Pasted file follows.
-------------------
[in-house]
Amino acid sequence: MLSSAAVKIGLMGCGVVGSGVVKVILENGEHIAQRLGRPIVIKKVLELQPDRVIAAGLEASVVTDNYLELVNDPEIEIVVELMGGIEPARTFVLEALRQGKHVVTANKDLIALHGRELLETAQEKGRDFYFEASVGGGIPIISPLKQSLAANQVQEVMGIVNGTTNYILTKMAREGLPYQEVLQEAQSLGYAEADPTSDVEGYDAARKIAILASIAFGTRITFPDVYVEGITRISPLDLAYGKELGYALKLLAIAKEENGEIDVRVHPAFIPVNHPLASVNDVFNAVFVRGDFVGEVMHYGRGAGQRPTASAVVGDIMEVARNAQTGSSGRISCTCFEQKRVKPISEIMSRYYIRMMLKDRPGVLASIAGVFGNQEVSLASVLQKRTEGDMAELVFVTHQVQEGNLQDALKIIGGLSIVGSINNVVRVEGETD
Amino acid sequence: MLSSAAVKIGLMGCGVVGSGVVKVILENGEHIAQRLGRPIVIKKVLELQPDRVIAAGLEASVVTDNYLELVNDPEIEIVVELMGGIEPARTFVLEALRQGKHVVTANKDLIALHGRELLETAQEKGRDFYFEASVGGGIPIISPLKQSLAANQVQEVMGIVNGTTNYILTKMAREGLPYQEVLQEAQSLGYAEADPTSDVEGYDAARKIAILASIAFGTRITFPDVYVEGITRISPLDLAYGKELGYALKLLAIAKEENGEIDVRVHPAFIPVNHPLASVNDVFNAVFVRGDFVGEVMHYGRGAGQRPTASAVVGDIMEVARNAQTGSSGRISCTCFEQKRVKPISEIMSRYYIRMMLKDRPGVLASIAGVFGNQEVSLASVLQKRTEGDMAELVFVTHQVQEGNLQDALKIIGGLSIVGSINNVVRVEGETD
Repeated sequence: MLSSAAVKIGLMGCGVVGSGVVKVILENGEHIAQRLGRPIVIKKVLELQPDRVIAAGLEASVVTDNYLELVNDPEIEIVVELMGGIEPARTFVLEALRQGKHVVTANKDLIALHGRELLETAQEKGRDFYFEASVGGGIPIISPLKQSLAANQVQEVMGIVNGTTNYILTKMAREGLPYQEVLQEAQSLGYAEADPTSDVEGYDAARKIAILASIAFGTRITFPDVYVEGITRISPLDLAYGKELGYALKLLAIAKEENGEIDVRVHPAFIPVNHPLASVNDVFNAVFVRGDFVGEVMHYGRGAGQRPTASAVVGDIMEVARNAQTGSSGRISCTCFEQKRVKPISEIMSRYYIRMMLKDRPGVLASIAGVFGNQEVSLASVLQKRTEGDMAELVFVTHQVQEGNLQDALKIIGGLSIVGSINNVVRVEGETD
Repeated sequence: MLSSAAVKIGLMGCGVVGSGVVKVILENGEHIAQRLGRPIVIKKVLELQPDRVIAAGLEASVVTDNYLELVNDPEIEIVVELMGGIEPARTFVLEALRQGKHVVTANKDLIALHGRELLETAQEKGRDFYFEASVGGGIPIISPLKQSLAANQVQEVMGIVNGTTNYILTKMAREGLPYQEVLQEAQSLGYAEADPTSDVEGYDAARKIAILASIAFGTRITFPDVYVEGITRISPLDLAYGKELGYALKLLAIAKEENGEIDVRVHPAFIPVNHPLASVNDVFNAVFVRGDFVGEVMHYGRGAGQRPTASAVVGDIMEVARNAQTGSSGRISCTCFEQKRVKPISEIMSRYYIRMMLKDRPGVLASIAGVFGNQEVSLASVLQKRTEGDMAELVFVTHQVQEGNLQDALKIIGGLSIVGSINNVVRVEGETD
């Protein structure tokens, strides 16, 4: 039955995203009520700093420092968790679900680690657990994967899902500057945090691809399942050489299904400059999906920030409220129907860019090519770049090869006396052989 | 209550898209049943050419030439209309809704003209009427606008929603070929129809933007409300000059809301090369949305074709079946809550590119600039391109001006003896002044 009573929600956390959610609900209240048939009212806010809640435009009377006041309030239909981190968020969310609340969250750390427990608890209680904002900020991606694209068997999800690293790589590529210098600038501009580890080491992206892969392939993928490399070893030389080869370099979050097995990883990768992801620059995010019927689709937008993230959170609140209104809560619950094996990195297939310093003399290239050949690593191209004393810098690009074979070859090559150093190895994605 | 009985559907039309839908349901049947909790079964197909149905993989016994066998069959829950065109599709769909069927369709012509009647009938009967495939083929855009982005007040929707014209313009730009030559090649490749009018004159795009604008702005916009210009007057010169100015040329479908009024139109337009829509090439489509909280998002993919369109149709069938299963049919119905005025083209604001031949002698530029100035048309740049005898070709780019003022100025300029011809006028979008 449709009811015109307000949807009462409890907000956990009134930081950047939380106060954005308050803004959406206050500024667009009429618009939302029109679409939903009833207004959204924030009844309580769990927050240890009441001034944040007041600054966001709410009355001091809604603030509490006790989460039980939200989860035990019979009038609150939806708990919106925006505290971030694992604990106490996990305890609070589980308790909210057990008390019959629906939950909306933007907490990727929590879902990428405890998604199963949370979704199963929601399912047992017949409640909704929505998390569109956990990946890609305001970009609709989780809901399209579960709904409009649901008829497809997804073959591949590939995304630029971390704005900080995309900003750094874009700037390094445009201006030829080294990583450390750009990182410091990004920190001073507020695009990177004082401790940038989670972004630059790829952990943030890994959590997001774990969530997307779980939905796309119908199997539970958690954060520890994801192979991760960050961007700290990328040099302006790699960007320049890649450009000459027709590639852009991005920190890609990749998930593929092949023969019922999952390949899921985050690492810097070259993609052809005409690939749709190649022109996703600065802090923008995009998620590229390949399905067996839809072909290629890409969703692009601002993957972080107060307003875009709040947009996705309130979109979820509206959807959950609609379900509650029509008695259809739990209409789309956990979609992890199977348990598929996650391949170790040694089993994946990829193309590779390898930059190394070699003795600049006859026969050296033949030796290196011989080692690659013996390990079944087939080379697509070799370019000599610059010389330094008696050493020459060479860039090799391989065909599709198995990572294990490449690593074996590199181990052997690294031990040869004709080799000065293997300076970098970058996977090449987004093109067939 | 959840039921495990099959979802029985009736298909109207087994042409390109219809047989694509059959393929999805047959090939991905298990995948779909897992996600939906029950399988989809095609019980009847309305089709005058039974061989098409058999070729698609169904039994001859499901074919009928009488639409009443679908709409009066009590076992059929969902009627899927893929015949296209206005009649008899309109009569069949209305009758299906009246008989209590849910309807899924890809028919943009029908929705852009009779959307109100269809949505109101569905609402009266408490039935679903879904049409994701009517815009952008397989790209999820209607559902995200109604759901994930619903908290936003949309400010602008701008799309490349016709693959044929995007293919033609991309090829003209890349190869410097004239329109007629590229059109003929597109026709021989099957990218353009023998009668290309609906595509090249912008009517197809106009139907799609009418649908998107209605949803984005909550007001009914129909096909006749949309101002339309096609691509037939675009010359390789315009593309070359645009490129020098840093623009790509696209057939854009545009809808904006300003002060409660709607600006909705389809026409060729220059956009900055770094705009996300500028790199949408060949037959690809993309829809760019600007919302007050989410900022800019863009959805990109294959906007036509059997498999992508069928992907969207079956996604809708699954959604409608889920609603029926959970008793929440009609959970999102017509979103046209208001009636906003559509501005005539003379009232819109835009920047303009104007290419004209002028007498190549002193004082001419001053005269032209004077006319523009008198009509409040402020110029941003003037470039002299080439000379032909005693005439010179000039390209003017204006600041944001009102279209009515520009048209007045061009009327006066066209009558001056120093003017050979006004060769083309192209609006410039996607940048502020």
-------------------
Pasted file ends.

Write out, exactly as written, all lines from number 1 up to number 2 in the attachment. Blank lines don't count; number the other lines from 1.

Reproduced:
[in-house]
Amino acid sequence: MLSSAAVKIGLMGCGVVGSGVVKVILENGEHIAQRLGRPIVIKKVLELQPDRVIAAGLEASVVTDNYLELVNDPEIEIVVELMGGIEPARTFVLEALRQGKHVVTANKDLIALHGRELLETAQEKGRDFYFEASVGGGIPIISPLKQSLAANQVQEVMGIVNGTTNYILTKMAREGLPYQEVLQEAQSLGYAEADPTSDVEGYDAARKIAILASIAFGTRITFPDVYVEGITRISPLDLAYGKELGYALKLLAIAKEENGEIDVRVHPAFIPVNHPLASVNDVFNAVFVRGDFVGEVMHYGRGAGQRPTASAVVGDIMEVARNAQTGSSGRISCTCFEQKRVKPISEIMSRYYIRMMLKDRPGVLASIAGVFGNQEVSLASVLQKRTEGDMAELVFVTHQVQEGNLQDALKIIGGLSIVGSINNVVRVEGETD